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A Vietnamese village in limbo

A woman rows her boat in Kampong Chhnang’s Kandal village, where most of the residents are Vietnamese
A woman rows her boat in Kampong Chhnang’s Kandal village, where most of the residents are Vietnamese. Eli Meixler

A Vietnamese village in limbo

While anti-Vietnamese protesters marched and burned flags in the streets of Phnom Penh on Tuesday, Kampong Chhnang’s Kandal village was calm. Its residents, who are almost all stateless Vietnamese born in Cambodia, live in houseboats on the banks of the Tonle Sap across from the Phnom Kongrei mountain.

In the centre of the village floats a Mahayana Buddhist temple adorned with Chinese calligraphy and swastikas, and distorted Vietnamese rock can be heard from sound systems. An estimated 1,000 Vietnamese families live here in the area between Kandal and the adjacent Chong Koh village. Most of them are still legally considered immigrants despite having been born in the Kingdom and having roots that reach back generations.

The floating villagers remained untouched by the inflammatory racial rhetoric in the capital’s streets. NGOs, however, worry for their safety given anti-Vietnamese violence earlier in the year. The ongoing nationwide census, which aims to deport undocumented immigrants of all nationalities, has already sent at least 329 foreigners – most of them Vietnamese – out of the country. While the floating villagers in Kampong Chhnang have yet to be affected by either, the past week has served as a painful reminder of their second-class status in the Kingdom.

“If they don’t want Vietnamese to live in Cambodia and want to deport us to go back to Vietnam, I will go … because I have no [legal] right to be here,” said 53-year-old fisherman Nyugen Young Thong of Kandal village. Speaking in a thick Vietnamese accent, he said that he was born and has lived in Cambodia his entire life, save for a 13-year period when he took refuge in Vietnam to hide from the Khmer Rouge.

Although he possesses an immigration card and residency book, his immigration status may be in doubt as he has refused to pay a 250,000 riel (about $60) fee demanded by local immigration authorities. “I have lived on this water for many generations and I need to pay money all the time to get these documents,” he said bitterly.

Pham Min Hong, a 58-year-old scrap collector in the village, said that his immigration status was up to date but that he worries that the anti-Vietnamese agitation will affect his livelihood if his Khmer customers take their business elsewhere.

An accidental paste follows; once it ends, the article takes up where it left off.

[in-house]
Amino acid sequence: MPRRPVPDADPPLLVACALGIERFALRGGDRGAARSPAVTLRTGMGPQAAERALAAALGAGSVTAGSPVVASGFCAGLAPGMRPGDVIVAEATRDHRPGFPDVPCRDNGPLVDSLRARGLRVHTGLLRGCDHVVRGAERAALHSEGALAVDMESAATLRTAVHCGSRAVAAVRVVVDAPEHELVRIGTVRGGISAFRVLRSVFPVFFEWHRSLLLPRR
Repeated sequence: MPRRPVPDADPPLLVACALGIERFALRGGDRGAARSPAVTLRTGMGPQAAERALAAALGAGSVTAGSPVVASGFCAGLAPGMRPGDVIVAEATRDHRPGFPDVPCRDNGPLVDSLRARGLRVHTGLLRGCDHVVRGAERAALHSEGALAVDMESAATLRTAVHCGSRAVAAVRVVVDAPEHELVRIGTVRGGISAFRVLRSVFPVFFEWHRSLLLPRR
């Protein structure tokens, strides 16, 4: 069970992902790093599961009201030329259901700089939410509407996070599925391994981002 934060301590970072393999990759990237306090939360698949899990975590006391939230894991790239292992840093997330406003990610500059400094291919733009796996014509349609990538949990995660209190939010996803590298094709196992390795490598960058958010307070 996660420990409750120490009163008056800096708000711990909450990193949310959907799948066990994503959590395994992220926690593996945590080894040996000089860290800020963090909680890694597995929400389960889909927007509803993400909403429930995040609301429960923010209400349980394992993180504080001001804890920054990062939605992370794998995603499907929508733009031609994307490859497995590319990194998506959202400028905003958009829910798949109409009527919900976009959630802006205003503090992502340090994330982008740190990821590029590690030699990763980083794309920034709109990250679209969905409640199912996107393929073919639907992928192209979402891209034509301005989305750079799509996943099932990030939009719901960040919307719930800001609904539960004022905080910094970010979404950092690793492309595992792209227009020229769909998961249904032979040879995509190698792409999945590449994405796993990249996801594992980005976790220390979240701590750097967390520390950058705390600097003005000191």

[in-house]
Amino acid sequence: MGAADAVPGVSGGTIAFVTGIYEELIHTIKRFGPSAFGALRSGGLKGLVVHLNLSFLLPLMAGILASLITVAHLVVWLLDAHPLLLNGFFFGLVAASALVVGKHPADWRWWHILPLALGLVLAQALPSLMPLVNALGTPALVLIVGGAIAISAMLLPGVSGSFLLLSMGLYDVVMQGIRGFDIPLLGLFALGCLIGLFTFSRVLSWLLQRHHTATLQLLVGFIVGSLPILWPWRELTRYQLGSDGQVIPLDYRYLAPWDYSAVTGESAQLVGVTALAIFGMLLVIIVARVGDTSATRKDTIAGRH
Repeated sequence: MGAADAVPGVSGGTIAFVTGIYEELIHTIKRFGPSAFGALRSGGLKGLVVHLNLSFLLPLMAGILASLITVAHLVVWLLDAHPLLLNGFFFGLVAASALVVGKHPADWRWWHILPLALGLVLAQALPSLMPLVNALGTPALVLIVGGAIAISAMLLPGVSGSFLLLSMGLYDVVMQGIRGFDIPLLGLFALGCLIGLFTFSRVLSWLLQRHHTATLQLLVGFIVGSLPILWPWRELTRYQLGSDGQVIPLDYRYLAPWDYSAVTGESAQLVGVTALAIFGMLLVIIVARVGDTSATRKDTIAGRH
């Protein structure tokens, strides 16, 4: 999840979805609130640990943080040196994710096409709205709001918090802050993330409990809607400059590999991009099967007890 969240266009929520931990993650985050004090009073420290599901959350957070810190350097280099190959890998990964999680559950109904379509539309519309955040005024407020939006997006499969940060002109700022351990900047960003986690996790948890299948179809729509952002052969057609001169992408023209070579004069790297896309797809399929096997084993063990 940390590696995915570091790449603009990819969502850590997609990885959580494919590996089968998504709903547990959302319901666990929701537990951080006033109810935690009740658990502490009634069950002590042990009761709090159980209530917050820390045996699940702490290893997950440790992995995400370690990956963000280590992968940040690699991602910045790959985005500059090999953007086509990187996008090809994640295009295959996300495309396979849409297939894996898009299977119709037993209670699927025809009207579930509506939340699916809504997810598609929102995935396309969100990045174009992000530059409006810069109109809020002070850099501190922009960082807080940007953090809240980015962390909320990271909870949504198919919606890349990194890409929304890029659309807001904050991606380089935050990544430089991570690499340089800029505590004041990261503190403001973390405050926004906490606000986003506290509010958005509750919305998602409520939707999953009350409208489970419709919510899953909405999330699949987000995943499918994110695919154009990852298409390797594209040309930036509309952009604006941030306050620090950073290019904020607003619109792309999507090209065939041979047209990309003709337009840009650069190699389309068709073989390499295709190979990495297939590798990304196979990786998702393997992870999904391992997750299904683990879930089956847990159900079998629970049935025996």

Do Yuong On, 50, with his grandchild
Do Yuong On, 50, with his grandchild. Eli Meixler

“I felt afraid when the Khmer Krom demonstrated, but I would like to think that the government will take care of this issue,” he said.

The recent wave of anti-Vietnamese protests was triggered in June when Vietnam Embassy spokesman Tran Van Thong publicly contested the common Cambodian view that southern Vietnam, or Kampuchea Krom, was taken from Cambodia and given to Vietnam by the French colonialists in 1949. 

“I have never heard or known about Kampuchea Krom,” said 53-year-old fisherman Nyugen Young Thong, when asked for his views on the protests taking place 100 kilometres away. “Even when I saw demonstrations on TV, I have never known who they are.”

Pham Min Hong, whose father is Khmer Krom, said he agrees with the protesters’ position. It is the xenophobia toward ordinary Vietnamese, he said, that worries him. “I don’t mind if they call me yuon,” he said, referring to a Khmer term for Vietnamese often considered derogatory, “but don’t blame me for my ancestors’ actions.”

Ang Chanrith, executive director of the Minority Rights Organisation (MIRO), said he fears for the Vietnamese community’s safety if the protests become violent. Anti-Vietnamese violence has broken out at least twice in Phnom Penh in 2014, with a motorist murdered by a mob in Meanchey district in February and a Vietnamese-owned coffee shop ransacked in January.